Industrial IoT (IIoT) – Challenges in the marketplace
Gimme 3 — Insight Interview with TBR’s Subject-matter Experts
In TBR’s new blog series, “Gimme 3 — Insight Interview with TBR’s Subject-matter Experts,” Principal Analyst Patrick M. Heffernan discusses our latest and most popular research with our analyst team.
This month Patrick chats with Senior Analyst Evan Woollacott about Industrial IoT (IIoT), including how IT services vendors and consultancies must make smart choices around IP and ecosystems.
How vendors are grappling with ecosystems and IP challenges in the IIoT marketplace
Patrick: This line from TBR’s Digital Transformation Insights: IIoT Market Landscape really jumped out at me: “Perhaps victims of their own success, many IT services providers’ initial IIoT efforts sought to draw the OT [operational technology] and IoT ecosystem to their IP, when they should have used the ecosystem to draw their IP to the opportunity and customer environment.” Which IT services vendor stands out for having made that shift already? Which vendors use the ecosystem and their IP the right way?
Evan: Not to answer the question like a consultant, but, in short: too early to tell. Cloud platform leaders like Microsoft and Amazon Web Services (AWS) have certainly sought to build out their IIoT-enabling technologies at all levels of the IT stack, ranging from the OS layer with offerings like Azure Sphere or AWS FreeRTOS, to edge platforms like AWS Greengrass or Azure IoT Edge technologies for IIoT.
Atop this foundation, AWS and Microsoft have also each sought to allow clients to derive value from this newfound device-level data with their respective Cloud for Manufacturing portfolios, which should allow both companies to begin cultivating ISV ecosystems to optimize manufacturers’ discrete business processes.
That being said, Microsoft’s 2021 launch of Cloud for Manufacturing remains in public preview today, having missed its general availability target date of 3Q22. So, yes, IT services vendors and cloud hyperscalers have the technologies required to support clients’ IIoT aspirations, but the portfolios intended to deliver business outcomes, the Cloud for Manufacturing portfolios, remain in early-stage R&D.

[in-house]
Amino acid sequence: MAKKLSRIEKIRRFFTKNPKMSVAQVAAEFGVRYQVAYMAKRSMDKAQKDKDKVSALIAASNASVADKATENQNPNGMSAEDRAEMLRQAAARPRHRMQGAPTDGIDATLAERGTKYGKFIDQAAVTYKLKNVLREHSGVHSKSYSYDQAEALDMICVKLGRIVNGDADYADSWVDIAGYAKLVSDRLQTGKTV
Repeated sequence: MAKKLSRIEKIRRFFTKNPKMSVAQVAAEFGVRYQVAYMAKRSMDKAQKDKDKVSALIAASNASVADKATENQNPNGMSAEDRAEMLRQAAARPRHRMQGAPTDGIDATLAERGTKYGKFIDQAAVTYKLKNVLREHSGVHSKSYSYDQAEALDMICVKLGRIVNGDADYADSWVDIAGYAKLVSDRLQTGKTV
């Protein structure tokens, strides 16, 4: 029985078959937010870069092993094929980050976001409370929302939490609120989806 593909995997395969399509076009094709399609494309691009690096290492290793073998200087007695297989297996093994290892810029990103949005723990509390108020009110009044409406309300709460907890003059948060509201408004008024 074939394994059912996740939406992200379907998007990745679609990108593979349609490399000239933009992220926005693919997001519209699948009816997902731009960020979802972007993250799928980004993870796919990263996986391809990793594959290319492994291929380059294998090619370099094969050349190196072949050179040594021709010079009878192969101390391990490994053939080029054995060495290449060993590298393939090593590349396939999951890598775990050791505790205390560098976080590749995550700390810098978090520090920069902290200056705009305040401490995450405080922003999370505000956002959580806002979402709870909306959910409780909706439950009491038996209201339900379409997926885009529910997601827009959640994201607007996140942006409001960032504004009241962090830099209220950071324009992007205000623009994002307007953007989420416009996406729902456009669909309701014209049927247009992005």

This could be a result of the long list of tech standardization issues present in IIoT that may be delaying partner buy-in with not only familiar, IT-realm partners but also the vast OT end of the spectrum.
Patrick: In describing some common IIoT use cases, you say, “While these examples are not overly complex aspirations, the ecosystem design requirements to enable them inhibit an organization’s ability to scale the use case beyond just a single warehouse and/or the entire warehousing industry.” You also wrote that “no one client will use the same consortium of vendors across their IT and OT environments, a dynamic that — before even considering the rigorous regulatory and compliance laws of an industry like healthcare or pharmaceuticals — reinforces the need for technology standardization across the IIoT technology value chain.” Ecosystem design and evolving technology standards sound like huge consulting opportunities. Any consultancies that stand out as leading in IIoT?